March 18, 2015
Daily Scripture Readings for Lent 2015
As a child, our daughter Mary Ella did not “chill out” easily. By the third day of summer vacation, she was bored. “Let’s take a class at Joann’s,” I offered; if she had a project to work on, maybe she would keep herself busy.
It turned out the only class available was Knitting 101, and she and I were the only students. We wanted to knit on fancy fluffy yarn, but our teacher Peg said, “No, go back and pick some plain chunky yarn and big needles.” Alas.
At first, it was slow going. At the end of a row, we’d dropped a stitch, and a hole opened up. I began to purl where I should have knit, and a trench appeared. Peg was patient: “Just rip it out and start over. Knitting is very forgiving.”
When I read Jeremiah, I thought of Peg’s theology of knitting. Jeremiah visits the potter at his wheel, but the vessel the potter “was making of clay was spoiled in the potter’s hand, and he reworked it into another vessel, as seemed good to him” (18:3-4). Yarn can be reworked, like clay, and people.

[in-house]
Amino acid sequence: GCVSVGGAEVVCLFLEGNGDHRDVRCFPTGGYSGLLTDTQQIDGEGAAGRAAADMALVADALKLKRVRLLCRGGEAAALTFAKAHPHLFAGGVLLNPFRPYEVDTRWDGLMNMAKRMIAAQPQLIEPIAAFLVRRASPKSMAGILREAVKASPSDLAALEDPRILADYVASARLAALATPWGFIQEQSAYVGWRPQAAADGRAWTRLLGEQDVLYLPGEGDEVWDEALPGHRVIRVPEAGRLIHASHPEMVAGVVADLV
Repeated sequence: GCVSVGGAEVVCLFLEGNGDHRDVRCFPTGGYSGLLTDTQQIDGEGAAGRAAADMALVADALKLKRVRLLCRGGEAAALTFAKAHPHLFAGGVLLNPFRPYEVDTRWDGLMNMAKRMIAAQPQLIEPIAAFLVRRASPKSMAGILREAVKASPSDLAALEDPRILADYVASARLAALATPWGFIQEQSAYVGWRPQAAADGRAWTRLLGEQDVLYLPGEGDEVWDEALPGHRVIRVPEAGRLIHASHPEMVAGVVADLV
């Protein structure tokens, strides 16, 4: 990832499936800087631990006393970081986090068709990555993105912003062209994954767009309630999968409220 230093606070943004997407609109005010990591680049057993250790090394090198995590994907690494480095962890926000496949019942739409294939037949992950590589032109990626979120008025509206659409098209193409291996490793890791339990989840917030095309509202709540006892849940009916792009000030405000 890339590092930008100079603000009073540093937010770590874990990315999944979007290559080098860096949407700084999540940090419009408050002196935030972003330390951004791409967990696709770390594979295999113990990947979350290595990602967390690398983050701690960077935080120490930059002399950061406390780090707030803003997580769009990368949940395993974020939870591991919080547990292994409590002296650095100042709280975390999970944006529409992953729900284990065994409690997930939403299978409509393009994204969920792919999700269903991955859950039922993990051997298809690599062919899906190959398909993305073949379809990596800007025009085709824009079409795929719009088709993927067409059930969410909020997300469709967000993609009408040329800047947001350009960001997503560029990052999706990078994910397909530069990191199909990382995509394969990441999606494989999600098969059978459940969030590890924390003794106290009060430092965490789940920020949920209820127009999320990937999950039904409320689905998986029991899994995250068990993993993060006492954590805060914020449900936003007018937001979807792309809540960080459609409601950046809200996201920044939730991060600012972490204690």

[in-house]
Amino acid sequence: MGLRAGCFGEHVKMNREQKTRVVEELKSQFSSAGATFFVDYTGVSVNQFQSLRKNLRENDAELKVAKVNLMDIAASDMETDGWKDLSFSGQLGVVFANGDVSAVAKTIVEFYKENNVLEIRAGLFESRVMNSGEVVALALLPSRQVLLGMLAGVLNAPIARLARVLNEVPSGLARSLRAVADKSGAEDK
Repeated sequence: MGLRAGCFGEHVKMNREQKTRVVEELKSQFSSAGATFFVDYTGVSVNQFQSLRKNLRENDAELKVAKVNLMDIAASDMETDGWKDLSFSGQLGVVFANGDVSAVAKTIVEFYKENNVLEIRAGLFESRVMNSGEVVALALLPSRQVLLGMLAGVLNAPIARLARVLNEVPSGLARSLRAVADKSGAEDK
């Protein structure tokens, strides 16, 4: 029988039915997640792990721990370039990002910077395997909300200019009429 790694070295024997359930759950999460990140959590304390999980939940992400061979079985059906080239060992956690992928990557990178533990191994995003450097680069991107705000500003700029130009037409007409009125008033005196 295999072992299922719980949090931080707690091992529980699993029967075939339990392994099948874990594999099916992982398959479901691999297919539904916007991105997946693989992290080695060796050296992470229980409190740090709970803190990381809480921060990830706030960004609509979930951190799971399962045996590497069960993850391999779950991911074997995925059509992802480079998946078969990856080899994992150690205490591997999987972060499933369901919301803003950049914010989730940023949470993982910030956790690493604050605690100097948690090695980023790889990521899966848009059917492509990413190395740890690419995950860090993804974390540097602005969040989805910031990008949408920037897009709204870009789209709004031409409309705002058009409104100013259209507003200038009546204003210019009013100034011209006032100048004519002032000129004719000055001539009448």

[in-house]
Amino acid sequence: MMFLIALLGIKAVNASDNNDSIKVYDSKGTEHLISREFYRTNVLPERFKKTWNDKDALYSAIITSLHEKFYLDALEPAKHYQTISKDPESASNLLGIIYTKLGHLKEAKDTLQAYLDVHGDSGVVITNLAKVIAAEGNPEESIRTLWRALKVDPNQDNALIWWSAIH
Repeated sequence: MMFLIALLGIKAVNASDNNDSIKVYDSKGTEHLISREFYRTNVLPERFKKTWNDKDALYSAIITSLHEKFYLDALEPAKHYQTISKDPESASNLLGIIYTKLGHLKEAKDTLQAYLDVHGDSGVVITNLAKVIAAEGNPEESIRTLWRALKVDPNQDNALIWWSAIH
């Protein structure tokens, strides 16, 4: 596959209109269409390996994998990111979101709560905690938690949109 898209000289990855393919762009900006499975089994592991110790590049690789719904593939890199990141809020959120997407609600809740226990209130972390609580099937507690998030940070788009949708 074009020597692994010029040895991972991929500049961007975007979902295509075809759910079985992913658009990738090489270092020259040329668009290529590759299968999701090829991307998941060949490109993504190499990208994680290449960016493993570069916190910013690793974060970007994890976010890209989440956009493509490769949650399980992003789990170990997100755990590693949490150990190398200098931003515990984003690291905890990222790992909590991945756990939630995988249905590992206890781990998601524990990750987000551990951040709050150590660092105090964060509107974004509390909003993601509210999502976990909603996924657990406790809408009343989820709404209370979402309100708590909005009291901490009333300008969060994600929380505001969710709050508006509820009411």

“Can I not do with you, O house of Israel, just as this potter has done?” says the Lord (vs.6). If the people of God are not turning out as God has hoped, God reserves the right to re-form them. In Jeremiah’s case, this was dire: if the nation does not turn from its stubborn and evil ways, then God may “pluck up and break down and destroy it” (v.7).
This is bad news: our actions have consequences, and we reap what we sow. But it is also good news: “if that nation…turns from its evil, I will change my mind about the disaster that I intended to bring on it,” says the Lord (v.8).
When I was a new mom, I read a lot (when I could) about the spirituality of motherhood. One writer reflected on the significance of bath time. The gist of her reflection was how amazing it is that we human beings were created to be washable! What if we played in dirt, and it wouldn’t come off? What if we finger painted, and our hands stayed red and blue and yellow? What if we hurt someone, and there were no way to be reconciled?
Praise God that we were made washable. That we can be reshaped in the skilled hands of our Potter. We can back up and pick up a dropped stitch. Or start over, and be made new.
Linda Wright Simmons